percent who adhered to the full course of therapy had virus below the

      limits of detection after finishing their course of therapy.

      Background on Hepatitis C

      It is estimated that 2.7 million people are infected with hepatitis
      C,
      many of them still undiagnosed, according to Dr. Bernstein, who is
      director of hepatology of the Division of Gastroenterology and
      Hepatology
      at NSUH in Manhasset, one of the cornerstone hospitals of the North
      Shore-Long Island Jewish Health System. He starts seeing patients at
      6:30
      a.m. in his hospital office to get through his caseload--92 percent
      diagnosed with hepatitis C.

      "The practices of most hepatologists I know are bursting at the
      seams,"
      he said. "Cirrhosis may occur in 20 to 30 percent of cases within 20
      years. Hepatitis C is the leading predisposing factor for liver
      cancer
      and liver transplant. It's already overburdening our transplant
      facilities. And we're seeing just the leading edge. There's no way
      our medical
      system can handle this epidemic."

      Hepatitis C patients represent all socioeconomic classes and have
      been
      infected in a variety of ways, including intravenous or intranasal
      drug
      use, blood transfusion prior to 1992, when procedures were put in
      place
      to safeguard the U.S. blood supply, and other less risky-seeming
      procedures such as manicures, tattooing and body piercing. Patients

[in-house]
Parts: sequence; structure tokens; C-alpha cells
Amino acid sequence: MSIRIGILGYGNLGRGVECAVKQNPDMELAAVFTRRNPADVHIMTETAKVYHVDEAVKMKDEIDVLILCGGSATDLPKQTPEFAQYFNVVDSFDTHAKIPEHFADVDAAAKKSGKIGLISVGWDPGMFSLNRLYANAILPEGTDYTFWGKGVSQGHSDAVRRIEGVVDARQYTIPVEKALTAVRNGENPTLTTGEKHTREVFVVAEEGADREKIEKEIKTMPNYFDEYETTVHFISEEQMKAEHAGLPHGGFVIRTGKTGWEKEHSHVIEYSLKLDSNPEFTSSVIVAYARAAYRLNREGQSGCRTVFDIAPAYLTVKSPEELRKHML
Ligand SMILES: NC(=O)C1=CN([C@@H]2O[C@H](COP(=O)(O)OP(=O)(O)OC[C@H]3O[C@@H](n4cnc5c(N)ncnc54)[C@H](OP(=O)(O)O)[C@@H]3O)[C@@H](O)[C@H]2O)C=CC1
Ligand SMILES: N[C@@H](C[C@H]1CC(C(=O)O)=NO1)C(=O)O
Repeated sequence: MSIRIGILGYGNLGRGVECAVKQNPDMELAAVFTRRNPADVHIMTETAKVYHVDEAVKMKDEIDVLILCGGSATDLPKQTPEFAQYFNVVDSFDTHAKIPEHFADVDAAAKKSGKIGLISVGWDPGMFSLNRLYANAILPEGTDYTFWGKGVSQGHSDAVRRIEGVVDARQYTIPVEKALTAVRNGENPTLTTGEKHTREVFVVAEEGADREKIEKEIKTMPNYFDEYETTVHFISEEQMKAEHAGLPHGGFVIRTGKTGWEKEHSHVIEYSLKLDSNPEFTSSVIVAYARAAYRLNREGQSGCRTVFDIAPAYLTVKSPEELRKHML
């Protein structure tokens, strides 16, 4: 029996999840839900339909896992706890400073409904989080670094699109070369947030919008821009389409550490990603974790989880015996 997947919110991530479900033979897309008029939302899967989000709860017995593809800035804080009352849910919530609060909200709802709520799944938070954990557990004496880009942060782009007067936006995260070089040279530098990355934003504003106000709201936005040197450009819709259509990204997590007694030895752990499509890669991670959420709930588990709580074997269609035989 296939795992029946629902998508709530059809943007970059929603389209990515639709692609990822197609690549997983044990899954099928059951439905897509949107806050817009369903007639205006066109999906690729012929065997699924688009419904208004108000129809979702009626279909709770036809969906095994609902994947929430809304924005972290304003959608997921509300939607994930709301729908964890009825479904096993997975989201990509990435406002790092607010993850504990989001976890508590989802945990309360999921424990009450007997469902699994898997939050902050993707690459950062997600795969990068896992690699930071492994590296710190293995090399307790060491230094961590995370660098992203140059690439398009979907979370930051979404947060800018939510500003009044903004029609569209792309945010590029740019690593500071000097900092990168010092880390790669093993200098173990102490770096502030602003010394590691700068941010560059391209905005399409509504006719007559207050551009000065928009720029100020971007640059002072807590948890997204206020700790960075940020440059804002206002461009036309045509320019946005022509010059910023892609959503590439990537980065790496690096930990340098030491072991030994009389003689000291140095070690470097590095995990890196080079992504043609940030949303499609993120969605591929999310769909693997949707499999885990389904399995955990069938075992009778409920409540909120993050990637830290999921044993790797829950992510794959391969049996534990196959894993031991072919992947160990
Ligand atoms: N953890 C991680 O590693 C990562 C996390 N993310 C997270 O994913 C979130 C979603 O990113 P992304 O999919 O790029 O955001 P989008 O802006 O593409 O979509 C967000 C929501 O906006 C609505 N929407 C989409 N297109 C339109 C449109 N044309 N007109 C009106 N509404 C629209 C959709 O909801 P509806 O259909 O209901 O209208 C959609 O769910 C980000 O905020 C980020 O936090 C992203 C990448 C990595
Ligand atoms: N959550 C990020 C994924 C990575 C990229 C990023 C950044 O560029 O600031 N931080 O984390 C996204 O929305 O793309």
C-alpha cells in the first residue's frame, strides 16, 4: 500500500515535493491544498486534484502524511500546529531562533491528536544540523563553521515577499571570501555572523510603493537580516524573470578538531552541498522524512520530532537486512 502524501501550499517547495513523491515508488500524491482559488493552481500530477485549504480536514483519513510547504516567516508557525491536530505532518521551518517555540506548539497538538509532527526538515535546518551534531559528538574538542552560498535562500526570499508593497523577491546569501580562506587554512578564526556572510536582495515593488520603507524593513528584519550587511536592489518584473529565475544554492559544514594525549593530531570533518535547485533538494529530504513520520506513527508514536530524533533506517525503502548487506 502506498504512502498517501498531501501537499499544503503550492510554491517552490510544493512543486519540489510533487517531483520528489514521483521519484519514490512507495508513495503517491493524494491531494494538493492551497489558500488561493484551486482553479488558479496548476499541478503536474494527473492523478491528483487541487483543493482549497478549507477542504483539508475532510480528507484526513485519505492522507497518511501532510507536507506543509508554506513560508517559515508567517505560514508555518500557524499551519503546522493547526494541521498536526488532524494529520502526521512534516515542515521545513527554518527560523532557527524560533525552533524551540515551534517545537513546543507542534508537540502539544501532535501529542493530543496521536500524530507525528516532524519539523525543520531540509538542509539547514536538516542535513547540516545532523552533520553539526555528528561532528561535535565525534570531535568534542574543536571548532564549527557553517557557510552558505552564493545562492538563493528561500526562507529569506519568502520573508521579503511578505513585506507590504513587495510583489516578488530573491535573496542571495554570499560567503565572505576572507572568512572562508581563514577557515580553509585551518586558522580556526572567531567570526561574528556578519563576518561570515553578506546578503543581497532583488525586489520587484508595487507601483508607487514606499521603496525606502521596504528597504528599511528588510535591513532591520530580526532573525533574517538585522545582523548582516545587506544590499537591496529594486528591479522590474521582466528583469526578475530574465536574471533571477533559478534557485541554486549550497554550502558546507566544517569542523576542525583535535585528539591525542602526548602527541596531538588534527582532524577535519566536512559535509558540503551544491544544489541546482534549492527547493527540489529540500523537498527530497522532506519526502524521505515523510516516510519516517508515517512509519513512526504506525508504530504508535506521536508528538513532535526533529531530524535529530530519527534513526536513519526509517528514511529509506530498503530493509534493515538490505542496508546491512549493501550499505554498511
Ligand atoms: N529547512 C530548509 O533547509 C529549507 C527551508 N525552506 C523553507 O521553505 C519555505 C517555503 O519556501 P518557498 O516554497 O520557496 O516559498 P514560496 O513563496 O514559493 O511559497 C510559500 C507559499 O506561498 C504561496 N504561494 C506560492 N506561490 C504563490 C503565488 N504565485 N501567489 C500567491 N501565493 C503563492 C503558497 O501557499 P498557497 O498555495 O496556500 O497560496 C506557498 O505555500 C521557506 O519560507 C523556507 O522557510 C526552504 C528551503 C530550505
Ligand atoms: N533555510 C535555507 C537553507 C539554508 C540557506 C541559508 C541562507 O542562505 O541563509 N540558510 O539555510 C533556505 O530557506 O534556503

can be
      symptom free for decades, while the disease progresses, which is part
      of
      the adherence problem.

      "Maybe they're diagnosed as a result of a blood test performed by an
      insurance company, but they feel fine," said Dr. Bernstein. "Then
      they
      start on the medication and they feel terrible. I find that 80 to 90
      percent of my patients suffer some side effects: flu-like symptoms,
      irritability, depression, thyroid problems. They find it hard to do
      their jobs
      or take care of their children. It affects their relationships --
      they
      know that the therapy can cure them, but their quality of life is so
      seriously diminished that they quit, even though it's their only
      chance
      for a cure." Studies show that between 4 and 27 percent of patients
      discontinue conventional therapy within 24 weeks.

      "Hepatitis C is the only virus known that can be cured by medication,

      and interferon is the only medication known that can cure it," Dr.
      Bernstein said. "PEGASYS is likely to be our mainstay for quite some
      time
      because of its effect on adherence, although I expect it to be used
      in
      combination with other antiviral agents as they are developed. And as
      the
      number of cures increases, the spread decreases. I view PEGASYS as a
      significant advance on the hepatitis C front."

      PEGASYS has been approved for use in 13 countries to date. Approval
      for
      use in additional countries, including the United States, is expected

      to be granted in the coming months.

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      SOURCE North Shore University Hospital